Almost 400 extra places on teacher training courses are to be created this year in a bid to help alleviate a lack of supply in key subjects.
The move also has the potential to offset some of the heat added to the points race by a surge in the number of young people applying for education programmes through the Central Applications Office (CAO).
Education Minister Richard Bruton has agreed with the Irish Universities Association that the expansion in third-level places will apply primarily to science, technology, engineering and mathematics (Stem) subjects, as well as Irish and foreign languages.
The numbers graduating from post-primary teacher education courses has remained broadly constant over recent years - but the number of students starting secondary schools is increasing. It is predicted the steady rise will continue until at least 2025.
The sector is reporting severe shortages of teachers in some subjects, particularly relating to science.
Measures to be formally announced by Mr Bruton today include:
Universities will increase the capacity on undergraduate initial teacher education programmes by an estimated 280 places in 2018.
This includes an increase in the priority areas of Stem, Irish and foreign languages of more than 100 places, an increase of over 40pc on 2017 in these areas.
At postgraduate level, universities will increase the capacity on Professional Master of Education programmes by more than 100 places in the priority areas of Stem, Irish and foreign languages.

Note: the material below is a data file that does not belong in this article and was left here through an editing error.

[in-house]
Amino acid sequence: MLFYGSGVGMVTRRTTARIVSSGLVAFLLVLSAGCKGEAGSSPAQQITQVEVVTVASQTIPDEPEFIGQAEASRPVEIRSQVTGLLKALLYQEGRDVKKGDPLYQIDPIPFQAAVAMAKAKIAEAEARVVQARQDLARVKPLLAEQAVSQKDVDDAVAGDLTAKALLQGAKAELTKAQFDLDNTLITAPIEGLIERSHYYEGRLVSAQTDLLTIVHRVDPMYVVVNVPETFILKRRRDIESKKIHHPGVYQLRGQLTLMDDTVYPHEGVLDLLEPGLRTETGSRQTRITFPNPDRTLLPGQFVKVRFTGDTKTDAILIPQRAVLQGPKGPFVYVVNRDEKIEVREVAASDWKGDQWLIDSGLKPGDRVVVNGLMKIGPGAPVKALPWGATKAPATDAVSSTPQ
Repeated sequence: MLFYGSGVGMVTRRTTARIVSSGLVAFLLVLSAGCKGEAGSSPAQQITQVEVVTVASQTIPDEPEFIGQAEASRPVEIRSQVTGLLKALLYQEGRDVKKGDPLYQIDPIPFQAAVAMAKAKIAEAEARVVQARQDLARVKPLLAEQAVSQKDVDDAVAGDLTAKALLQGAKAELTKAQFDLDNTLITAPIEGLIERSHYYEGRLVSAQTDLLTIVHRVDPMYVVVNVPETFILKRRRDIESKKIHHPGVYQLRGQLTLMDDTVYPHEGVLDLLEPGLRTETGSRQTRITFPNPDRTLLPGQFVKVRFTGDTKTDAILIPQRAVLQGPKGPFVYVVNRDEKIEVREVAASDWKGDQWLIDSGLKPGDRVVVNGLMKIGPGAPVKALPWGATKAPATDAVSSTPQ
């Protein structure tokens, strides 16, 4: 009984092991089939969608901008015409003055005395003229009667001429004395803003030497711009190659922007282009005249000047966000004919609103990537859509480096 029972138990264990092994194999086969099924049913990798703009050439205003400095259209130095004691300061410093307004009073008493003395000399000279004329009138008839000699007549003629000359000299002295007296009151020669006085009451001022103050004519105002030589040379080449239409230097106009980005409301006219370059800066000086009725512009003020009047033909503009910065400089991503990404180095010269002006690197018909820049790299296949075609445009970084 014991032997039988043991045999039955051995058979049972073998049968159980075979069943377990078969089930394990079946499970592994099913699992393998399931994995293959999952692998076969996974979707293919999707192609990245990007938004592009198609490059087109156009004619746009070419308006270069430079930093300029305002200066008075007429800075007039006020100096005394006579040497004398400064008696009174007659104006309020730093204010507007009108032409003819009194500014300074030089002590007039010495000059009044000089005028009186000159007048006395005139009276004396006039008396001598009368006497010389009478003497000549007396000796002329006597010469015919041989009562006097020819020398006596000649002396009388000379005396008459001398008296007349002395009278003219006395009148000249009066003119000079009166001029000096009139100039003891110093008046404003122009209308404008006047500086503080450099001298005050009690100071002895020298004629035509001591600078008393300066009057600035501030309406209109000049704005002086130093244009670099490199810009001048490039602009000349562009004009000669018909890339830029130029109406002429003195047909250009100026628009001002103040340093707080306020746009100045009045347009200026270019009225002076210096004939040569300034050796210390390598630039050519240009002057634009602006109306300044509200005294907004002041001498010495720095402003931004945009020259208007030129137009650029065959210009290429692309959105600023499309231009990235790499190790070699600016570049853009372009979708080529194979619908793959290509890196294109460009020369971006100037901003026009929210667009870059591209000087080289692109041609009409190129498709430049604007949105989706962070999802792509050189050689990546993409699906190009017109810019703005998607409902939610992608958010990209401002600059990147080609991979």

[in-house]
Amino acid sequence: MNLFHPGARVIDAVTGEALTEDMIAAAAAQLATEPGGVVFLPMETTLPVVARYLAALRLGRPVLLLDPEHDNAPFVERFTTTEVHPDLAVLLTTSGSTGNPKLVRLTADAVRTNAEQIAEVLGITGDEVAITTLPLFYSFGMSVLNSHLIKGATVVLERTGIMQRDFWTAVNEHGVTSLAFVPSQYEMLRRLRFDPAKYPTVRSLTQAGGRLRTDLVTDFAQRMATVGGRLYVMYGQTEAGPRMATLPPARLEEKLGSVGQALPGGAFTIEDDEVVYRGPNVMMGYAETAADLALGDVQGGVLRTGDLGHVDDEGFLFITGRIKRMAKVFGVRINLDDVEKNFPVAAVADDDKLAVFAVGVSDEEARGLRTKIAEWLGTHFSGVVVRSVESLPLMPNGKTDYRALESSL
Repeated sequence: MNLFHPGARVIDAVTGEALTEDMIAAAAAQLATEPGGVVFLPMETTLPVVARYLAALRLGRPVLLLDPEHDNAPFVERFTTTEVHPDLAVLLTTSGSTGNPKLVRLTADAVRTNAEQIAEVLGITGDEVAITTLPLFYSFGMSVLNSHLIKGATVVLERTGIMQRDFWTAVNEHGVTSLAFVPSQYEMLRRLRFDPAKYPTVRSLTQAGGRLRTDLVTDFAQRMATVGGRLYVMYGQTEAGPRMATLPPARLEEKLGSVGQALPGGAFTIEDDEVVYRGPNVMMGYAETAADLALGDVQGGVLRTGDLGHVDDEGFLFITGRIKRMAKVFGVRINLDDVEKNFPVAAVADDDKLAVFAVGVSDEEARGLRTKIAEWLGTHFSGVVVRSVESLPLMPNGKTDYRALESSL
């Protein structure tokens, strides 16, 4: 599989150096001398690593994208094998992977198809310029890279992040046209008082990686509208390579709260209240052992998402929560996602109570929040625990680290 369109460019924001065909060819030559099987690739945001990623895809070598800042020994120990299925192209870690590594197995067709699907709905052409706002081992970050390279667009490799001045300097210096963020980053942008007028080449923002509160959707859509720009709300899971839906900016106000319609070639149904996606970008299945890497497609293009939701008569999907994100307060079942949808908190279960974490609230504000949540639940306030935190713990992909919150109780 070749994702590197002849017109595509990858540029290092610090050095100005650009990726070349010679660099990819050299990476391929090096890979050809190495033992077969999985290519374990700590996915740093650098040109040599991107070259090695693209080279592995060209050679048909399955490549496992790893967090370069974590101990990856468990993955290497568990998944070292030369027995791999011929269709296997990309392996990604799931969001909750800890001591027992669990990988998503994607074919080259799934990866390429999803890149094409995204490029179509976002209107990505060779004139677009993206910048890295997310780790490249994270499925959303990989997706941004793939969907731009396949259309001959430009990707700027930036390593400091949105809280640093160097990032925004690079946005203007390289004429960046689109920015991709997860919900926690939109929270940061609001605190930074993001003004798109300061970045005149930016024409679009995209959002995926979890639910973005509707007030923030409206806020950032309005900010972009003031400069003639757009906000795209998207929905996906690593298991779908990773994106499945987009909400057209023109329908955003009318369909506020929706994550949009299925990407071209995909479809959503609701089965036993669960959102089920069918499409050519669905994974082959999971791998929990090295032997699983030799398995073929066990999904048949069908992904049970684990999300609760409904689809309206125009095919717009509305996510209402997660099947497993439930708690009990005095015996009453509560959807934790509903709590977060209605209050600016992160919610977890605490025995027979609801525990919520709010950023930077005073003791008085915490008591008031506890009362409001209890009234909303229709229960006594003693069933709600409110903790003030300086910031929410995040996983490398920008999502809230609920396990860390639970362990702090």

As a result of the extra changes, universities and Postgraduate Applications Centre (PAC) have extended the closing date for applications to study Irish and the targeted Stem and foreign language subjects (French, German, Spanish and Italian) until April 13.
Provisional figures published by the CAO last week show a 4pc increase in the number of Leaving Cert students applying for undergraduate teacher training courses.
More than 5,000 applicants are chasing around 800 college places. Today's announcement will bring the number of places to more than 1,000.
The numbers wanting to get on a postgraduate course have also risen by 300 this year to 1,366 so far. This is a reverse of a downward trend over many years.
Mr Bruton admitted "some concerns" have been raised around the supply of teachers.
He said today's announcement has "a heavy emphasis on certain subject areas at post primary level, to ensure that schools can get the right mix of subject teachers".